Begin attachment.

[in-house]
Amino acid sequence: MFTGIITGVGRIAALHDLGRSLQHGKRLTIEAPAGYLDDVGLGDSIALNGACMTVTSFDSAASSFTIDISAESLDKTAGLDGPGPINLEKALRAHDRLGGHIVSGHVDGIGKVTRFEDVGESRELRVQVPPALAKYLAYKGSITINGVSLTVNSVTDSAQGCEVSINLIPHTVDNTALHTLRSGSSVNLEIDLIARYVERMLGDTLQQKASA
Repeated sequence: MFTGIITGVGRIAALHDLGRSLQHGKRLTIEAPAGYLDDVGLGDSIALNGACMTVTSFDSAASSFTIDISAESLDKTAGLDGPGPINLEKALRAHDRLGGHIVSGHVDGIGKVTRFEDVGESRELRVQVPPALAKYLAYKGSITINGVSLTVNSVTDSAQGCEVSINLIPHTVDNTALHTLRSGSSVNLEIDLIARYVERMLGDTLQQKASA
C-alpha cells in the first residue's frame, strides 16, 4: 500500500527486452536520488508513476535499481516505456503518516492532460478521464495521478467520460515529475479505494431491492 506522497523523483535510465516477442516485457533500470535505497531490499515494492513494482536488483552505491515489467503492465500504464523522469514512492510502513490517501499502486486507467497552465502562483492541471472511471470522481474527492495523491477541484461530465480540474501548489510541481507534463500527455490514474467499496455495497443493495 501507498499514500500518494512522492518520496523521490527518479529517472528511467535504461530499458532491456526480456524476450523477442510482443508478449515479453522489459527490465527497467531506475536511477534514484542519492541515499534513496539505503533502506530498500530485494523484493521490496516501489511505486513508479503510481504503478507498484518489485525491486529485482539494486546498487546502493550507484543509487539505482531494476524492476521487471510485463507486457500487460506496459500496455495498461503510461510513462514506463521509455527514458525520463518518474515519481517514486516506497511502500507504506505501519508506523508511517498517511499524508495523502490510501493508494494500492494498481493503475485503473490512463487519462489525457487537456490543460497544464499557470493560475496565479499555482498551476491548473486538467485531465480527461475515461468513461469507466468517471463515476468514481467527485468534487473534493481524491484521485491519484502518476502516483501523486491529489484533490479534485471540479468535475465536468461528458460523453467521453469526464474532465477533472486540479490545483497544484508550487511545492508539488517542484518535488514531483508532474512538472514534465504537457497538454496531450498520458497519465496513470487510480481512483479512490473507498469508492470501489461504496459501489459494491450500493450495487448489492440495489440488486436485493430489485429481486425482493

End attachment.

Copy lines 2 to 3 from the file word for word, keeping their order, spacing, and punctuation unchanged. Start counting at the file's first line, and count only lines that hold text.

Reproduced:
Amino acid sequence: MFTGIITGVGRIAALHDLGRSLQHGKRLTIEAPAGYLDDVGLGDSIALNGACMTVTSFDSAASSFTIDISAESLDKTAGLDGPGPINLEKALRAHDRLGGHIVSGHVDGIGKVTRFEDVGESRELRVQVPPALAKYLAYKGSITINGVSLTVNSVTDSAQGCEVSINLIPHTVDNTALHTLRSGSSVNLEIDLIARYVERMLGDTLQQKASA
Repeated sequence: MFTGIITGVGRIAALHDLGRSLQHGKRLTIEAPAGYLDDVGLGDSIALNGACMTVTSFDSAASSFTIDISAESLDKTAGLDGPGPINLEKALRAHDRLGGHIVSGHVDGIGKVTRFEDVGESRELRVQVPPALAKYLAYKGSITINGVSLTVNSVTDSAQGCEVSINLIPHTVDNTALHTLRSGSSVNLEIDLIARYVERMLGDTLQQKASA